I’ve been playing around with a gallery plugin and this is the result. The photos are from a trip last year.
As promised I’m writing a garden update. I don’t think that anyone would accuse gardening of being hip or trendy but I do enjoy wandering about, trance-like, pulling weeds, watering, clipping stray branches or otherwise tending. Anyhow, here’s what’s been going on.
First up, here’s a 360 of the whole place:
You’re supposed to be able to scroll around that, like the inside of a big sphere, but I can’t be bothered looking for the plugin. I made it with my new fancy-pants Google Nexus phone, which we’ve finally managed to procure at work.
As you can see, the ‘grass’ is making a very slow colonization of the dustbowl that resulted after my landlord dumped a pile of
builder’s rubble soil on the lawn. This could be helped along with some grass seed but such things are hard to acquire in Bangkok, where people ar emore enthusiastic about concrete carparks and potted plants on their open spaces. As it is, I’ve been scattering birdseed, which grows into very convincing grass, but the birds don’t seem to have got the memo and keep eating it.
Regular readers will be stunned to see how rapidly the corn has ascended. I co opted a small child for this photo to give a sense of scale, but I can assure you that the corn is taller than me. Still, it’s been two months so there should be a bit of action. There’s even a few ears developing, which has my youngest quite excited.
The carrots aren’t as impressive, they’re not getting much sun. We pulled up one of these little plants today and there was only a little root, which was not orange. I expect we won’t see much until the corn is done and opens up this bit of garden bed, although I did prune the roseapple tree of it’s lower, eye-gouging branches today so perhaps we’ll see some more robust root vegetables soon.
The sunflowers have bloomed.
You may recall that the last column ended on a bit of a cliffhanger. Will Dan’s herb plot give bounty? Or will it, like most things I’ve put in the garden, stubbornly stay beneath the soil and only host weeds and spiders? As you can see from the photo I’ve got a respectable bed of coriander and some other unidentifiable yet aromatic herbs.
It must be a good time of year as I only put in this bok-choi and broccoli a week or two ago and it’s already going mental. I put this in as a bit of a punt as I expect the lot to get eaten by caterpillars.
Here’s the Kooper Kids digging up the lawn and playing while mocking their father’s agricultural follies.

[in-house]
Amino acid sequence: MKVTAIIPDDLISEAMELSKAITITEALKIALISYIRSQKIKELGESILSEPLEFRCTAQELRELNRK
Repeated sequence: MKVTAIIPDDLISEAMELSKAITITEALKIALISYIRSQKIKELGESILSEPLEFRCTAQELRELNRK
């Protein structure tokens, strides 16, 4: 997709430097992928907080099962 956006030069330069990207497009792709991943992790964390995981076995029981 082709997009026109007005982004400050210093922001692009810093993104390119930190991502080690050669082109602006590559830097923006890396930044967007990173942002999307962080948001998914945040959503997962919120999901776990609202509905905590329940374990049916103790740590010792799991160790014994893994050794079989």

But they’d better watch it because I’ve got this fucker. The sword that appeared in last month’s post turned out to be rubbish. I had the grinding attachment on the drill and many hours with a whetstone but it stubbornly refuses to be anything but a letter opener, and a blunt one at that. Big blades are often made out of old leaf springs. Spring steel is tough, flexible (duh!) and is soft enough to take a good edge. The Banana Splitter was crap stainless that could apparently survive reentry, it is so hard. And the bottle opener on the debole barely works.
Anyhow, I bought this Hong-Kong arm-pruner off the street from a purveyor of the sharp and pointy (really off the street, from a little pushcart stuffed with blades) and it’s crazy sharp with a mirror-finish, all the better to reflect sunlight into an enemy’s eyes as you circle him (or her) in one-on-one combat. It’s a little top-heavy, which I don’t really like, and the hilt is too short for my hand, which is a shame as that makes it a little uncomfortable to use for long. Still, I’m able to cut clean through tree branches twice the width of my thumb if I get a good swing, which is simultaneously handy and terrifying — going to have to be careful brandishing this about.
So that’s it for this episode. Look out for next update where I’ll be beating off triffids with a halberd or something. I leave you with a pic of Mrs Rabbit enjoying her hutch.
Looks like I should have been a farmer.
When I moved into Chez Cooper a couple of years ago I was looking forward to having a yard for the kids to run about in, and lazy evenings form ,me with a book and the bats. Of course, as it turned out, the kids only want to stay inside and watch cartoons and come sundown the air is choked with mosquitos.
However, one event has changed the way I think of and use the yard. I don’t recall what it was but I took something home from the supermarket, put it in a pot and it grew. Free food — coming right out of the ground.
I was a changed man. These days most weekends I’m pulling weeds, watering, distributing rabbit shit fertilizer or generally knocking around the garden. The big news last week was that the rose apple tree fruited for the first time in living memory. The mango tree is flowering and already dropping a couple of little ones and the lime tree is much healthier for being out of its pot and into one of their the newly-established raised beds.
A couple of weeks ago the family and I bought a bunch of seeds from the weekend market so I thought I’d document the progress in the soil:
What this rather drab photo records is the rear-yard (actually against the front wall) raised garden bed. Before anyone asks, the red bulb in the middle is a windfall rose apple that’s been selected to return it’s goodness to the earth. The seedlings in the foreground are yellow corn, they are joined by white corn (Duncan demanded it) and carrot by the tap, which you won’t be able to see in this photo, as they’re underground.
I guess this is after one week in the earth, the corn is already a strapping youth and climbing for the sun. The stake at the lower right quadrant of this photo indicates that this is the white corn. This vegetable has never excited me in the slightest but Duncan insisted that we buy the packet and sow it first, so I’m going to force him to eat every kernel that springs from these rows.